Once a primary channel of the mighty Red River, Cane River has defined the region for centuries. It has been home to various ethnic groups over the years, including the Native Americans, French, Spanish, Africans from various tribes, and Americans. The melding of these various peoples and their cultural traditions has resulted in the distinctive heritage that characterizes the region today and makes Cane river National Heritage Area a unique place to live and visit.
Exploration and Settlement
In 1713, the French established a trading a post in the Natchitoches Indian Village, which was at the time located at the head of navigation on the Red River. In 1716, the French built a military fort to protect French Louisiana from encroachment by the Spanish and a second, more substantial fort in early 1720. Soldiers, settlers, and slaves farmed the fertile river bottoms and traded with the various Indian groups and Spanish settlers at the neighboring Los Adaes community.
French and Spanish settlers, various Native American groups, and individuals from a number of different African tribes that were brought to work in the fields contributed to making the Cane river area a magnificent cultural crossroads. A population of gens de couleur libres — free people of color — emerged
over time, with their descendants eventually establishing the Creole community of Isle Brevelle downriver from Natchitoches. After the Louisiana Purchase in 1803, Americans and their slaves began moving into the area, adding their own traditions and customer to an already diverse cultural mix.
Rise of Plantation Agriculture
Many years before Louisiana became a state in 1812, the lands along the Red River had been transformed into plantations. In the late 18th-century, planters mostly grew tobacco and indigo that was used for making dyes, but the invention of the cotton gin in 1793 redirected their attention to cotton. By the 1830s, the planters prosperity was evident as stately plantation homes like Melrose, Cherokee, Oaklawn, Beau Fort, and Oakland rose along the Red River.
Clearing the Log Jam
In 1832, steamboat captain Henry Shreve was appointed by the U.S. government to begin removal of the "Graft Raft", a natural log jam north of Natchitoches which choked 160 miles of the Red River's main channel. The project required years of repeated attempts, but by the 1870s, navigation was opened. An unexpected outcome was the Red River's change of course to the eastern edge of the valley, which drained a number of lakes and made Cane River Natchitoches' new riverfront. In 1915, Cane River was dammed at both ends to become the lake that exists today.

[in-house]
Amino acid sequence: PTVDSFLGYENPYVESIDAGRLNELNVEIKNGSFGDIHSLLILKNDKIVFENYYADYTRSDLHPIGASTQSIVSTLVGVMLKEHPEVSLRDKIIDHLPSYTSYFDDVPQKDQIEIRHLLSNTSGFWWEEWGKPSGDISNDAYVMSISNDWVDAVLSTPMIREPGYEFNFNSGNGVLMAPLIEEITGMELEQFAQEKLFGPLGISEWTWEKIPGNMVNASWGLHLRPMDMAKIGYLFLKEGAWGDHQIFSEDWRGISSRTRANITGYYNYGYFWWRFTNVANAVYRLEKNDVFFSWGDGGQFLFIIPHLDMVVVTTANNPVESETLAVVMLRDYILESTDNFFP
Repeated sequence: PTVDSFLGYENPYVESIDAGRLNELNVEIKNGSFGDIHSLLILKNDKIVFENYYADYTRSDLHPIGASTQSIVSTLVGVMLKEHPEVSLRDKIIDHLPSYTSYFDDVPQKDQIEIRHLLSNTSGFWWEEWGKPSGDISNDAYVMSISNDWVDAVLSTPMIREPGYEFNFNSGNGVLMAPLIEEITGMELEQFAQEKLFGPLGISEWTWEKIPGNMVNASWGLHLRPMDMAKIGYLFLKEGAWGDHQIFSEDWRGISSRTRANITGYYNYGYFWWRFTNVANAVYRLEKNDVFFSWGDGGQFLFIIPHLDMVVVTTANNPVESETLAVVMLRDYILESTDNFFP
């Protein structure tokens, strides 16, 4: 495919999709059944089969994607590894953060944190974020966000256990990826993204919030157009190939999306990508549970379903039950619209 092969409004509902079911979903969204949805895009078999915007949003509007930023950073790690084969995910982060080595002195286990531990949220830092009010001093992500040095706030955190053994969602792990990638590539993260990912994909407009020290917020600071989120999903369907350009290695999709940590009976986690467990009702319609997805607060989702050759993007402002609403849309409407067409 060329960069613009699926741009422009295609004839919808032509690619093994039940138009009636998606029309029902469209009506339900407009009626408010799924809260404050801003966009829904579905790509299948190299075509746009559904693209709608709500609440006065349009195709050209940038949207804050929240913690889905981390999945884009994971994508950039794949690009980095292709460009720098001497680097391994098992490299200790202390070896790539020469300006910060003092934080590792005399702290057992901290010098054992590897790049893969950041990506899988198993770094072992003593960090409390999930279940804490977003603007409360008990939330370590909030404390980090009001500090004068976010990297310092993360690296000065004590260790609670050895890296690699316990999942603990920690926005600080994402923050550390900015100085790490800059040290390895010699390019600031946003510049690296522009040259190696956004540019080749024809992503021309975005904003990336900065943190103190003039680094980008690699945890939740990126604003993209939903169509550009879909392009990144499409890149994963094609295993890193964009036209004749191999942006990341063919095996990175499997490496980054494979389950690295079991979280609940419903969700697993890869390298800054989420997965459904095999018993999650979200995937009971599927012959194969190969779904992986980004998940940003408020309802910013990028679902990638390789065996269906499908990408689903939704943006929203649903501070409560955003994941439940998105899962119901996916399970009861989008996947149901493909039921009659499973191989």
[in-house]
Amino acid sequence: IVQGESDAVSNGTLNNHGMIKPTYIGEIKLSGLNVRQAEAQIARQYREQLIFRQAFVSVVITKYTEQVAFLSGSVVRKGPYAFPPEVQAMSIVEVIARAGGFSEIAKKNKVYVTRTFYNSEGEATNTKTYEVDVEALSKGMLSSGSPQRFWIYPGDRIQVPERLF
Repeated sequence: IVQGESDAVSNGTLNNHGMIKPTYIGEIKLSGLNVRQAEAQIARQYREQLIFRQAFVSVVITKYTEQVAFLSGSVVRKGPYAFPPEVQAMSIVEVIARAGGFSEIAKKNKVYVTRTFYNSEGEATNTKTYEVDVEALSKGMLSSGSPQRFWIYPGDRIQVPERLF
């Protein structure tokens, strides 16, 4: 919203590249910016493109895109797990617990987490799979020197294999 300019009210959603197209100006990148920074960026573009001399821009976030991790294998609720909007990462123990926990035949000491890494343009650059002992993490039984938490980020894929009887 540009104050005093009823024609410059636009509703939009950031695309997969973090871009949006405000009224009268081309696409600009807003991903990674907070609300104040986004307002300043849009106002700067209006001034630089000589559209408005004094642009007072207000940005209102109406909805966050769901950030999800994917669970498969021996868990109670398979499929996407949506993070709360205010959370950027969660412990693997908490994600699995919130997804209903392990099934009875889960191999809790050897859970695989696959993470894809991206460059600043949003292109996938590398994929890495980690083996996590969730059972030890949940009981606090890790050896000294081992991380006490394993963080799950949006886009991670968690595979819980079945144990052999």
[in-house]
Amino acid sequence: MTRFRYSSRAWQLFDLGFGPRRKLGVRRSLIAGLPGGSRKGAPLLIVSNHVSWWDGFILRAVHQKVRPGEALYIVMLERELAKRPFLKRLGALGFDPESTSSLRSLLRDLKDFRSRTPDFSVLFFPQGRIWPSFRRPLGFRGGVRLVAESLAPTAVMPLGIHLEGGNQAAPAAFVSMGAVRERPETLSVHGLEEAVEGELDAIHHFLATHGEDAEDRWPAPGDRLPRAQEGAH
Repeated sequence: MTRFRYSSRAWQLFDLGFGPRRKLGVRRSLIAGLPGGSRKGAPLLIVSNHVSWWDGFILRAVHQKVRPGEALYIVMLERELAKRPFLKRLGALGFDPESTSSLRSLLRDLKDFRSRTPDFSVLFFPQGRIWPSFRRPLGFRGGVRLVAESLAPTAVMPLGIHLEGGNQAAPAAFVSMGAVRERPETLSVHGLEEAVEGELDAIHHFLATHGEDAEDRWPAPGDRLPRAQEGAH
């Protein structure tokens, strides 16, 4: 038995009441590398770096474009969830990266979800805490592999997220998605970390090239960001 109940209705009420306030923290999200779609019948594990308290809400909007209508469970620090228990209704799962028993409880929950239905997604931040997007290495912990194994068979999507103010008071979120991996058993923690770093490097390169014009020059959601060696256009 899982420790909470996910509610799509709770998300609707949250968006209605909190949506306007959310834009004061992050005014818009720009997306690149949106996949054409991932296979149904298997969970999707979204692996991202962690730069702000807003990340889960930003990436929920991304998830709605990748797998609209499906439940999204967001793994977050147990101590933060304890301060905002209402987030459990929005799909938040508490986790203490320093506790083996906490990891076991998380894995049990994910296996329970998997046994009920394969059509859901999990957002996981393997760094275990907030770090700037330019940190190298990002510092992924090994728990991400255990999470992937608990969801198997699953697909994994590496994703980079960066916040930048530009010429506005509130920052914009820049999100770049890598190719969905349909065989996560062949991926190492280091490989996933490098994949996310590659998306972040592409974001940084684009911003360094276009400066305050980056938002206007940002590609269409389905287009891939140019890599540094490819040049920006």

The River Today
Despite changes over time, Cane River is still the focal point of the community, providing visitors and residents with an array of recreational opportunities. In Natchitoches, a vibrant downtown historical district has blossomed along its banks with the riverfront serving as the backdrop for the area's many cultural festivals. This blend of old and new traditions keeps the history of Cane River alive while offering visitors and residents the opportunity to become a part of its modern legacy.
(photo captions left to right)
Commemorative bust of St. Denis, French explorer and founder of Natchitoches. Born in Quebec in 1676, Louis Juchereau de St. Denis established a trading post at Natchitoches in 1713-1714 that developed into the first permanent European settlement in the territory that would later be known as the Louisiana Purchase.
Capt. Henry M. Shreve - Clearing the Graft Raft from Red River, 1833-1838. The clearing of the log jam altered the course of the Red River, making Cane River the new riverfront for Natchitoches.
W.T. Scovell, a Red River Steamer (1870-1880) unloading at Front Street landing.
Clementine Hunter mural depicting a baptism in Cane River. Hunter worked as a cook at Melrose Plantation in the Creole community of Isle Bevelle and went on to become one of the South's foremost primitive artists. Hunter's murals are on display at Melrose Plantation.
A Can River baptism ca. 1926. Cane River has played an important role in religious traditions of the area since the time of the Natchitoches Indians.
Family boating and fishing along Cane River on Fourth of July near Natchitoches in 1940.